Mythical, magnificent and a little malevolent, the giant Pacific octopus is one captivating cephalopod. If you’re not already in awe of this cold water creature, read on to learn more.
The giant Pacific octopus, also known as “GPO” is the largest of all octopuses . Their arm span averages 4- 9m/14-29 ft and they weigh 15-20 kg/33-44 lbs. They also live longer than other types of octopus – up to five years.
Baby GPOs are about the size of a grain of rice and increase their body weight up to two percent each day. That’s about the same as 79 kg/175 lb person gaining 1.5 kg/3.5 lbs every day – but remaining 90 percent muscle.
You can dive with giant Pacific octopuses off the west coast of North America (Alaska down to Northern California), Korea, Japan and Russia. GPOs can change color in a fraction of a second, so sometimes it’s easier to find piles of shells (called a midden) near the octopus’ den first, then look for an octopus nearby. Never stick your hand or any other object into an octopus den.
A giant Pacific octopus will eat just about anything it can get its arms around, including crabs, clams, sharks, fish, other octopuses and even birds. GPO predators include seals, sharks, larger fish and of course people. About 3.3 million tons of giant octopuses are harvested from the ocean each year, for food and fishing bait. Their conservation status is unknown.
Octopuses are highly intelligent. GPOs can open jars, solve puzzles, use tools and recognize faces. In her book The Soul of an Octopus, author Sy Montgomery describes GPOs that single out aquarium staff to drench with a blast of water.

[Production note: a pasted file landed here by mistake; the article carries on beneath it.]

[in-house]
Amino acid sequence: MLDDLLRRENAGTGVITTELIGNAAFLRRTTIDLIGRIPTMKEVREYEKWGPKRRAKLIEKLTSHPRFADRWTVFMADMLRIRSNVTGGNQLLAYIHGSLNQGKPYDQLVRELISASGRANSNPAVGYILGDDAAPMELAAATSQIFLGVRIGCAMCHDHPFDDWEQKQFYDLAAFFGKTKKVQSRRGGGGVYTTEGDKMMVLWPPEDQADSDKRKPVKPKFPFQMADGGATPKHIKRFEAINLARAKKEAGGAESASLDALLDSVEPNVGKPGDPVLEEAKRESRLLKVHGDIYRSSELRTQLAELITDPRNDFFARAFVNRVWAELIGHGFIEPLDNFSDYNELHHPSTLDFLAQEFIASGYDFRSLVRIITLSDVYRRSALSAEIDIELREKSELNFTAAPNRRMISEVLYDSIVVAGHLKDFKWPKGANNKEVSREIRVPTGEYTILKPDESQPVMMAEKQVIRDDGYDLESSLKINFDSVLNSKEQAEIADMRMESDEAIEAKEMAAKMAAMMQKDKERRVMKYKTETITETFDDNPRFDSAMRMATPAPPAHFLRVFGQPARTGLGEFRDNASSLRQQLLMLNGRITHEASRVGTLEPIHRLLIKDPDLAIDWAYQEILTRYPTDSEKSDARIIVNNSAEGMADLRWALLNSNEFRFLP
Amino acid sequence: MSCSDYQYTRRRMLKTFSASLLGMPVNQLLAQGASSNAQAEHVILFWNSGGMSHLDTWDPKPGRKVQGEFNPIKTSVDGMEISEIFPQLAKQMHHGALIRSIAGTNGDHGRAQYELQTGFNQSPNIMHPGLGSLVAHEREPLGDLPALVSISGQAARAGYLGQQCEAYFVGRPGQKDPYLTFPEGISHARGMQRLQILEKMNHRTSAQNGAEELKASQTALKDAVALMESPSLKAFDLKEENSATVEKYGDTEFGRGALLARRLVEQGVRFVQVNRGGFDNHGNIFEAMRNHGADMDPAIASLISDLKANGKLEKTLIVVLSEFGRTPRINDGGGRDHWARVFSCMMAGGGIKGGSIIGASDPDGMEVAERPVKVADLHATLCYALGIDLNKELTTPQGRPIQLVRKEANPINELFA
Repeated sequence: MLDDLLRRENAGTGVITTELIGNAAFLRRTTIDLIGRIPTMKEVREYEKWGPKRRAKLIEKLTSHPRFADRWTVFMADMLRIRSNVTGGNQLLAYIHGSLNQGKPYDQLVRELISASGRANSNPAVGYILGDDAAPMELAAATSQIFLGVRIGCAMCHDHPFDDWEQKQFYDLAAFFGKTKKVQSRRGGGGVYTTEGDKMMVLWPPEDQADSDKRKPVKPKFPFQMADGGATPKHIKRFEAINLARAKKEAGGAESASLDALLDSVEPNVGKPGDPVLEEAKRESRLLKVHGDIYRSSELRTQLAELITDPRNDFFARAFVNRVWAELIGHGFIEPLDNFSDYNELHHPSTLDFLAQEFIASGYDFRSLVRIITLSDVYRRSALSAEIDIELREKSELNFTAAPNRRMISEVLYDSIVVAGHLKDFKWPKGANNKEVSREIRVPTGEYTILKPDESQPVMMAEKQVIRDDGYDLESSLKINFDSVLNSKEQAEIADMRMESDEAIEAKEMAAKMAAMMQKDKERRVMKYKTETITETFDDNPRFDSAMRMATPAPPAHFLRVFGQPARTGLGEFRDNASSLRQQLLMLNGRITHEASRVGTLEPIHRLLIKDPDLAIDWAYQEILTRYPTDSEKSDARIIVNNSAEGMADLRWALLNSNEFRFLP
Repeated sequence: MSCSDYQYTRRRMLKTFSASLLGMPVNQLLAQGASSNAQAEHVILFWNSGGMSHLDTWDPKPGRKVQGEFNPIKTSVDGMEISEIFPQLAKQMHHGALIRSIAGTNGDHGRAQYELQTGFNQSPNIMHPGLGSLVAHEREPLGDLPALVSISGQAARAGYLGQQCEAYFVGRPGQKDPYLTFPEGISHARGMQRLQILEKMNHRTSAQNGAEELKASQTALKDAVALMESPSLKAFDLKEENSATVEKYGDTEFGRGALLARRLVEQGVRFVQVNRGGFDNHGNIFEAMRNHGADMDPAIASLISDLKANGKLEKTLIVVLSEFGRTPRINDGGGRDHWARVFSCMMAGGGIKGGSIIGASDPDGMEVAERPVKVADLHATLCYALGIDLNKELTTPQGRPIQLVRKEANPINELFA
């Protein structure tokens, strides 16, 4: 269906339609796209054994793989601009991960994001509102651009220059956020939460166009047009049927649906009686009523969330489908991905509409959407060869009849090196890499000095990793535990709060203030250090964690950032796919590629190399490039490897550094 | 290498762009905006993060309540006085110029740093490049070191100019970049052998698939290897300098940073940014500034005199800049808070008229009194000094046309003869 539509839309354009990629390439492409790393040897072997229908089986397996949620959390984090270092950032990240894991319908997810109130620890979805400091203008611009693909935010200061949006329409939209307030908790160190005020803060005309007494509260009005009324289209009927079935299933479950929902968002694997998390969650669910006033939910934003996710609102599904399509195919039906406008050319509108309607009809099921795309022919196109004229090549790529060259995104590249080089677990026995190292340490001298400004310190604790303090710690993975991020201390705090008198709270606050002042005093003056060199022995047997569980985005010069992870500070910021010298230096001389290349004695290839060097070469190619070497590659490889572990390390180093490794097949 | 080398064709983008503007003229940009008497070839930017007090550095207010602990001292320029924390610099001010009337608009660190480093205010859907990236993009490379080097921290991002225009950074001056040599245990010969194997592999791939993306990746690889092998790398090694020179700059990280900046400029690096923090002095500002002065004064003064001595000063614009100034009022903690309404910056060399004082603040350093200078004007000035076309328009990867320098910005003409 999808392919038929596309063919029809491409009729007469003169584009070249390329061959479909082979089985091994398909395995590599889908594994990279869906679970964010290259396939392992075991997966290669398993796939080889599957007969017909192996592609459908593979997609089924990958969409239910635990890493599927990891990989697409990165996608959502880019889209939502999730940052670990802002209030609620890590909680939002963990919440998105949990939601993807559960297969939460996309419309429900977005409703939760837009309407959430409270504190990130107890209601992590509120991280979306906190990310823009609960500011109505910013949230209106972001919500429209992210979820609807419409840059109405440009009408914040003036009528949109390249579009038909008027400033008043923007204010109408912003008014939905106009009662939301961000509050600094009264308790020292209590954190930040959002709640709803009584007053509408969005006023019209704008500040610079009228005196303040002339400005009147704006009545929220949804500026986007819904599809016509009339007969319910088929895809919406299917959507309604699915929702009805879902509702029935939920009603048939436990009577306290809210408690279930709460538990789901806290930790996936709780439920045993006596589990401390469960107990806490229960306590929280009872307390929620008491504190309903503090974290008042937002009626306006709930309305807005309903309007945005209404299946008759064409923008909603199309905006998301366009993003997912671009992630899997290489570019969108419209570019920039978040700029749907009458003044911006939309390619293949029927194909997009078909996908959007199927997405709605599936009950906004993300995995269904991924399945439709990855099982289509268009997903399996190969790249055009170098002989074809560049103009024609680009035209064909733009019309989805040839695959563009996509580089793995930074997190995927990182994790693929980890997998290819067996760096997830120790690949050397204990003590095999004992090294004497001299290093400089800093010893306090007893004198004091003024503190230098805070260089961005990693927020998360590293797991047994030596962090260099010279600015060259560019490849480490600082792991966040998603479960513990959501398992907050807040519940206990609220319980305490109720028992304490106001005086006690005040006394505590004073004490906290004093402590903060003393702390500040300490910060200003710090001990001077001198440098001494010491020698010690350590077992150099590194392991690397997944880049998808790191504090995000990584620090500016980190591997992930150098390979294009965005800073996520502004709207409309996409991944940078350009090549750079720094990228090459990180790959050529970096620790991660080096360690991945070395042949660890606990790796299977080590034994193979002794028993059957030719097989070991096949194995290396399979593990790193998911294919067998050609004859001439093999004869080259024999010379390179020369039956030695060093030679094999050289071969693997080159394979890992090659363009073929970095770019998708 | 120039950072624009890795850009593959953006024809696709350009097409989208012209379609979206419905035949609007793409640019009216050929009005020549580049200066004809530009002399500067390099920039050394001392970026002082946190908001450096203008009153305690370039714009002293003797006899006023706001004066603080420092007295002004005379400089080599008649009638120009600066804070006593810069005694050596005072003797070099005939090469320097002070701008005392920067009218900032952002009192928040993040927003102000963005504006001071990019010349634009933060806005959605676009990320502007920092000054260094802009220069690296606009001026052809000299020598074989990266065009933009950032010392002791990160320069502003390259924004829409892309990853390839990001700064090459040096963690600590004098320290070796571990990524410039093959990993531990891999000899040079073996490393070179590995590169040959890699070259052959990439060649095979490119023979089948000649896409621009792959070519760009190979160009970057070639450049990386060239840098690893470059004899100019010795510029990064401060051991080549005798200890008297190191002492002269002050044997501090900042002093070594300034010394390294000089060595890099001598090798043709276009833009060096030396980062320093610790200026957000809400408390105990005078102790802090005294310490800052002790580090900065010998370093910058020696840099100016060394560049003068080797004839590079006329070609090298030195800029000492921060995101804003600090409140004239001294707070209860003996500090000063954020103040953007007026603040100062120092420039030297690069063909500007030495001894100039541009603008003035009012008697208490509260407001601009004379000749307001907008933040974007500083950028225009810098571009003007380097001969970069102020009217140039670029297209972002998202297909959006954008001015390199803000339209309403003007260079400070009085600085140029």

Giant Pacific octopuses breed just once in their lifetime, and it’s one of the last things they do. After mating, males stop eating and females stop hunting. Females lay thousands of eggs in their den and guard them with her life. In about six months, the eggs hatch and the female dies. Most of the offspring will be eaten before they can mature.
Each year the Seattle Aquarium hosts an octopus blind date. The animals are separated until Valentine’s Day (14 Feb). Staff turn the lights down low, put on some romantic music, and remove the barrier separating the animals. Once the date (or disaster) is over, both octopuses return to Puget Sound.
GPO Fun Facts:
- The largest GPO ever recorded was 9m/30ft across and weighed more than 272kg/600lbs
- If an arm is lost or severed, the octopus can re-grow up to one-third of the original arm, including suckers, in about six weeks
- GPOs use their suction cups to taste and smell in addition to gripping objects
- Giant Pacific octopuses don’t have any bones, but they have a beak similar to a parrot
- The octopus can squeeze through any opening large enough for its beak
- The octopus is a master of mimicry, but its eyes lack color receptors
- GPOs have three hearts and (arguably) nine brains
What? Do they have nine brains or not?
Octopuses have a central brain (shaped like a donut) that controls their nervous system overall, but they also have a cluster of nerve cells in each arm. These clusters allow the arms to work independently of each other and the central brain. If an arm is cut off from the octopus’ body, it can function for up to an hour – picking up food and attempting to deliver it to a mouth which is no longer there.
The total number of neurons in these arm brains is greater than the donut brain. So does a giant Pacific octopus have nine brains? We’re eight brains short of figuring this one out.
We hope you get to see one while diving, but if you’re stuck inside, you can always: